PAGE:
Stephen D. Williams
sdw at lig.net
Wed Apr 1 08:32:49 PDT 2015
On 4/1/15 5:26 AM, Andrew wrote:
> Alfie John:
>> On Mon, Mar 30, 2015, at 10:01 AM, Steven Schear wrote:
>>> Looks like Australia has banned use of my idea.
>>> If its true that a man's status can be measured by his enemies.. then
>>> I've taken a position at the top of the cypherpunks heap :)
>> How about the reverse? As the point of canaries is to let people know a
>> warrant is in place while thinking that you're not breaking any laws by
>> telling them (good luck), hypothetically why not just be up front and
>> tell people that a warrant is in place via a tor and a hidden service
>> (let's call it WarrantWatch). Each post is a message from an admin of a
>> website saying that a warrant is in place, with the message being signed
>> via the website's TLS private key for verification.
> So, you're suggesting that instead of going into a legal 'gray area',
> website operators should simply obviously violate the law and then
> publish a non-repudiable cryptographic proof of their lawbreaking.
> Am I missing something here? Is the idea to get everyone flouting the
> law and thereby render it ineffectual, or is it just April Fools?
The point of a warrant canary is to communicate in a legal way something that is illegal for you to communicate directly. That
involves something like setting laws against each other in some prioritized way or otherwise splitting hairs so that no one can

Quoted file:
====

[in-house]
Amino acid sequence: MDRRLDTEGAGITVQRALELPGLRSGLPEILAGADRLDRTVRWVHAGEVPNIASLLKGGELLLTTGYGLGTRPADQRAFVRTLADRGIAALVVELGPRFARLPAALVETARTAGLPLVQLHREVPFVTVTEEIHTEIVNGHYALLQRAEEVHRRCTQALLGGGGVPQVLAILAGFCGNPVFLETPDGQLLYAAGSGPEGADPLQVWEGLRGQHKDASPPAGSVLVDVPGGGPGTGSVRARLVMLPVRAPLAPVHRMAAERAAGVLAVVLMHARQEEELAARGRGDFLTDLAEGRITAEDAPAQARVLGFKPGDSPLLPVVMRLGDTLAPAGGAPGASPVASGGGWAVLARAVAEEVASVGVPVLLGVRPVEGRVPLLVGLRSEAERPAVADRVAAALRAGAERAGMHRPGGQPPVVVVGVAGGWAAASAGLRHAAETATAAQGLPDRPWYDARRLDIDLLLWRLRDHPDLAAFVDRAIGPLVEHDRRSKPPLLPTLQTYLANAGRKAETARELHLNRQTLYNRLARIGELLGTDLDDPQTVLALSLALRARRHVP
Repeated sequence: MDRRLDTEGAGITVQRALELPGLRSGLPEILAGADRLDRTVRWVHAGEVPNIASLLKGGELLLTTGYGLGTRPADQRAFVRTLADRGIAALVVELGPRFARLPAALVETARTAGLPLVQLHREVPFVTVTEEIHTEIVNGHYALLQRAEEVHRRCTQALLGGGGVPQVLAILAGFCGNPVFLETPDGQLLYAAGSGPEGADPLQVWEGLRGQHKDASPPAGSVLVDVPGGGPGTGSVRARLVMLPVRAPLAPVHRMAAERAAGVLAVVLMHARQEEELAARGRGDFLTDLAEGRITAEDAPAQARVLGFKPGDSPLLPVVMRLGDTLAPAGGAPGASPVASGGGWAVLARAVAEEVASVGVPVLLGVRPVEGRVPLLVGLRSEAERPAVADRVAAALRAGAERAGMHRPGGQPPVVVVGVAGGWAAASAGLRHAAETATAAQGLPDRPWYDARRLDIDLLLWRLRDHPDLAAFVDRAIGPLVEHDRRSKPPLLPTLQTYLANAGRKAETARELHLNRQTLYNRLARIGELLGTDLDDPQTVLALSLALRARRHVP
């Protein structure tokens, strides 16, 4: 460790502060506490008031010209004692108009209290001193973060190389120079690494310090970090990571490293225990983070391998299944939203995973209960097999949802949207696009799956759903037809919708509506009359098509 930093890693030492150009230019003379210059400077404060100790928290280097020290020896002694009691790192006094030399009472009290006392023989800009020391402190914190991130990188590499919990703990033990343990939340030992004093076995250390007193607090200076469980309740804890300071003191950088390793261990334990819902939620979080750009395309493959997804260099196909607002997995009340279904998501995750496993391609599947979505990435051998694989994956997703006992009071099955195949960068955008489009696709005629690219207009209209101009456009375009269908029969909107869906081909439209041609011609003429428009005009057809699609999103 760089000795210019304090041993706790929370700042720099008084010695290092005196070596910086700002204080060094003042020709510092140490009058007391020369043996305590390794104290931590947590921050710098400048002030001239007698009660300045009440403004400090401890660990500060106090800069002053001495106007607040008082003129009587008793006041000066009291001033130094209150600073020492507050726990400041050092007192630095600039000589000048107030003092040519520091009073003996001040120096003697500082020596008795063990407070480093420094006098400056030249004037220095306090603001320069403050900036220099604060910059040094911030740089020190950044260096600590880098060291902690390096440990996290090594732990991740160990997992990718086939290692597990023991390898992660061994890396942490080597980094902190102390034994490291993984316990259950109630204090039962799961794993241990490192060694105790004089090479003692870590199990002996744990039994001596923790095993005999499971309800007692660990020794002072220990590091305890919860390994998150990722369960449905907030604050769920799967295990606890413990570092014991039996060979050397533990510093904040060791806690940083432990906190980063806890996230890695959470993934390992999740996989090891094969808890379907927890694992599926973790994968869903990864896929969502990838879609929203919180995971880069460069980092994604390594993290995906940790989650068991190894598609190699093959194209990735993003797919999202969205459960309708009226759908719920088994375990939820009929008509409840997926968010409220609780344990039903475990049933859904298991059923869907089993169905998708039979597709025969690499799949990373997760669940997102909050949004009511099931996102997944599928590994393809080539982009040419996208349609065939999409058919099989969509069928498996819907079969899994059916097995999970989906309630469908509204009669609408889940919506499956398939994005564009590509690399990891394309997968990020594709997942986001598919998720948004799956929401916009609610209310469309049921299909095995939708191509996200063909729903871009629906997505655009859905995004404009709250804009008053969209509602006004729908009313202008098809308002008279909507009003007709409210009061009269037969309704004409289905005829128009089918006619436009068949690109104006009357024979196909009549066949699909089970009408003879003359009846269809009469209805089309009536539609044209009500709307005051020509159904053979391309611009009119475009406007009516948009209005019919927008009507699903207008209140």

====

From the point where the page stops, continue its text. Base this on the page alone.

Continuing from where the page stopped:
technically be prosecuted. It is a bit of a legal arms race.
You have to find something you cannot be compelled to do or not do. A dead man's switch of some kind where not doing something is
ambiguous and unassailable. Can you be required by law to go to Starbucks every morning? To report or not report on Facebook
something factual, like you ate Wheaties that morning? You have a headache? Something that is protected by a higher priority law,
although if the First Amendment is trumped by these laws that's going to be difficult. Perhaps a group of people probabilistically
do or not do something, but any evidence of collusion would be a problem so they would have to act independently. Some mechanism
that relies on someone's thoughts might be sacrosanct. Visual dwell, polygraph (not that they work at all), etc.
Perhaps every day someone proposes that the warrant canary has triggered, and every day but one someone objects.
Is there or is there not a way to do this legally? That seems like a gray area, if the First Amendment is trumped, along with other
legal protections that could apply.
If there is no way to do this legally, what are the ways to dilute the situation as to be effectively legal, i.e. prosecution would
be unlikely or ineffective?
Since the First Amendment is strained here, reasonable people could conclude that the conflicting law is unconstitutional. That
could lead to a sense of responsibility to do the right thing.
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